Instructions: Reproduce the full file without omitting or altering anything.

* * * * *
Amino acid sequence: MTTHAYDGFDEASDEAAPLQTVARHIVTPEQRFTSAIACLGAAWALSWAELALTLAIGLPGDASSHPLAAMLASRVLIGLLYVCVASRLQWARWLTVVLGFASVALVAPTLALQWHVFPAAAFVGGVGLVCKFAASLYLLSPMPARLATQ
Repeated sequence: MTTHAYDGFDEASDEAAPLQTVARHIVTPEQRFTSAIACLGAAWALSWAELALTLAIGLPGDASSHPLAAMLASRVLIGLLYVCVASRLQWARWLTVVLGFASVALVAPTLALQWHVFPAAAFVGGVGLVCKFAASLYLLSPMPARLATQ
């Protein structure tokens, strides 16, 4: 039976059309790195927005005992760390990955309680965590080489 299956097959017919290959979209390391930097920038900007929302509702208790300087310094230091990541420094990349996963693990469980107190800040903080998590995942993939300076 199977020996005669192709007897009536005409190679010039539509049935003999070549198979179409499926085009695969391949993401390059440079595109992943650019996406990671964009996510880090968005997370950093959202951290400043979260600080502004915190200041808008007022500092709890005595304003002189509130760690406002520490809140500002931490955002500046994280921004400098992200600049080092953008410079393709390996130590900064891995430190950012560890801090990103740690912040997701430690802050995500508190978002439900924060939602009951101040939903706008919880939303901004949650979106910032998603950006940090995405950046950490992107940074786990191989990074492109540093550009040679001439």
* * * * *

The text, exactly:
Amino acid sequence: MTTHAYDGFDEASDEAAPLQTVARHIVTPEQRFTSAIACLGAAWALSWAELALTLAIGLPGDASSHPLAAMLASRVLIGLLYVCVASRLQWARWLTVVLGFASVALVAPTLALQWHVFPAAAFVGGVGLVCKFAASLYLLSPMPARLATQ
Repeated sequence: MTTHAYDGFDEASDEAAPLQTVARHIVTPEQRFTSAIACLGAAWALSWAELALTLAIGLPGDASSHPLAAMLASRVLIGLLYVCVASRLQWARWLTVVLGFASVALVAPTLALQWHVFPAAAFVGGVGLVCKFAASLYLLSPMPARLATQ
């Protein structure tokens, strides 16, 4: 039976059309790195927005005992760390990955309680965590080489 299956097959017919290959979209390391930097920038900007929302509702208790300087310094230091990541420094990349996963693990469980107190800040903080998590995942993939300076 199977020996005669192709007897009536005409190679010039539509049935003999070549198979179409499926085009695969391949993401390059440079595109992943650019996406990671964009996510880090968005997370950093959202951290400043979260600080502004915190200041808008007022500092709890005595304003002189509130760690406002520490809140500002931490955002500046994280921004400098992200600049080092953008410079393709390996130590900064891995430190950012560890801090990103740690912040997701430690802050995500508190978002439900924060939602009951101040939903706008919880939303901004949650979106910032998603950006940090995405950046950490992107940074786990191989990074492109540093550009040679001439």